David J. Phillip, Associated Press
SALT LAKE CITY — Mitt Romney's efforts to win over evangelical voters uncomfortable with his Mormon faith may be getting a boost as a result of President Barack Obama's newly announced support for gay marriage.
"This helps unite the Republican base behind Mitt Romney," Rep. Jason Chaffetz, R-Utah, a top surrogate for Romney, said of the sharp contrast between Obama's position and the presumptive GOP presidential nominee's backing of traditional marriage.
He said Romney has a prime opportunity to connect directly with evangelical voters when he delivers the commencement speech Saturday at Liberty University, founded by the late televangelist Jerry Falwell.
"It's a pivotal part of the voting block and I think the more they get to know the Romney family and his positions on the issues, the more fired up they'll be," Chaffetz said. "They will feel increasingly comfortable with Mitt Romney as the president of the United States."
Some students at the Virginia campus have already raised concerns about the invitation extended to Romney last month, citing the belief that Mormons aren't fellow Christians.
But Dave Woodard, a political science professor at Clemson University in South Carolina, said those concerns are dwindling among evangelical voters, especially now that Romney is the only major candidate siding with them on gay marriage.
"I don't think there's any doubt he's sealed the deal," with most evangelical voters, Woodard said, with his stand against gay marriage. "I think he can make up for any other problems he has with them with just this one issue."
Woodard said he's starting to see South Carolina voters get behind Romney, despite his bruising loss there in January's primary election to former U.S. House speaker Newt Gingrich.
"There is beginning to be some genuine enthusiasm for Mitt Romney," he said. "They're just not going to talk about his Sunday morning activities. He has the conviction on the issues they like."
Obama's decision to come out in favor of gay marriage earlier this week amounts to a gift to the Romney campaign, Woodard said. "What they've done is give him an issue that highlights his strengths," he said.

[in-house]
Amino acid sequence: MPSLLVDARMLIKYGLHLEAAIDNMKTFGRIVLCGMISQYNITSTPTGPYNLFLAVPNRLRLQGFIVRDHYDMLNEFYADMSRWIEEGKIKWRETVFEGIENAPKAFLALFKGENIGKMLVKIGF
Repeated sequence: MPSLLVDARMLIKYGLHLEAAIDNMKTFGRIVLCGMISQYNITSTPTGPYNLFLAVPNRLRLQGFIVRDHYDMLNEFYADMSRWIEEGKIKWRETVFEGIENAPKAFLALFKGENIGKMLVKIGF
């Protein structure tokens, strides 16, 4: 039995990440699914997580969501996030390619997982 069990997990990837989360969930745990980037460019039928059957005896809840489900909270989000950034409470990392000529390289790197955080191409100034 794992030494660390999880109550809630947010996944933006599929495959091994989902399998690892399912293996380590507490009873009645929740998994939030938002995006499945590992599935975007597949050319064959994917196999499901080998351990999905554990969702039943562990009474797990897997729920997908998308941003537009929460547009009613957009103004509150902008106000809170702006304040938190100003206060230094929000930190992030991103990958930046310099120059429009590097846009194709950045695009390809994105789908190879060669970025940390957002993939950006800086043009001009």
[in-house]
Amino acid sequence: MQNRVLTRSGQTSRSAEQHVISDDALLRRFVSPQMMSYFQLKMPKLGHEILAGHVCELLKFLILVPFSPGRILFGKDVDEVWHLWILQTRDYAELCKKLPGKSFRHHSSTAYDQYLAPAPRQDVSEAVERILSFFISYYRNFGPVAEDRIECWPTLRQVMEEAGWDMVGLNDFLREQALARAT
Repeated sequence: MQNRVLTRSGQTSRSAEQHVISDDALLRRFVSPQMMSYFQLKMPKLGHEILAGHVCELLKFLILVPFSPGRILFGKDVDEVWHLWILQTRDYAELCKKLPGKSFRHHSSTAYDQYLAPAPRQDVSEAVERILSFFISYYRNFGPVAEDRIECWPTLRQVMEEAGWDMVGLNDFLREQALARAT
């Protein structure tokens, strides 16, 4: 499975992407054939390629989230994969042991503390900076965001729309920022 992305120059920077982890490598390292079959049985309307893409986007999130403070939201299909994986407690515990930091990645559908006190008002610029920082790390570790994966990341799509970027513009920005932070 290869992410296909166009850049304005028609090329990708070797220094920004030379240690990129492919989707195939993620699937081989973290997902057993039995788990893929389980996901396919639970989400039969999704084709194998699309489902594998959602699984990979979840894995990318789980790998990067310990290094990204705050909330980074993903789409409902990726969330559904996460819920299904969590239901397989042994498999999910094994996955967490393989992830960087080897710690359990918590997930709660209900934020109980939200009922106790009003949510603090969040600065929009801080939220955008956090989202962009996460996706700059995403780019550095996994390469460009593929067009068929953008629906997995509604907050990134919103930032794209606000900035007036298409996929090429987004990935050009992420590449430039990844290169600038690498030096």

University of Iowa political science professor Tim Hagle, a Republican activist, agreed Romney is building momentum among evangelical voters.
"Certainly, his speech tomorrow at Liberty is going to be a step in that direction," Hagle said. The gay marriage issue, he said, is already "ginning up that enthusiasm anybody needs to win. It's just not enough to be against somebody, you have to be for somebody else."
Hagle said he expects Romney to try to stick to focusing on the economy on the campaign trail while surrogates talk about his position on gay marriage and other social issues.
He said it would be a good idea for Romney to briefly state his stand on traditional marriage during his speech at Liberty University, while speaking about faith in more general terms.
Romney also needs to address his membership in The Church of Jesus Christ of Latter-day Saints in a "way that would both help to assure the evangelicals, but not alienate others," Hagle said.
He suggested Romney "talk about religious liberty, shared values of faith and freedom" during the speech, rather than attempting to deal with differences in belief.
"It can be a tricky sort of thing, particularly at Liberty University," Hagle said. "The religious aspects are very important there."
Both Woodard and Hagle said Romney would benefit from showcasing his own family values in the speech.
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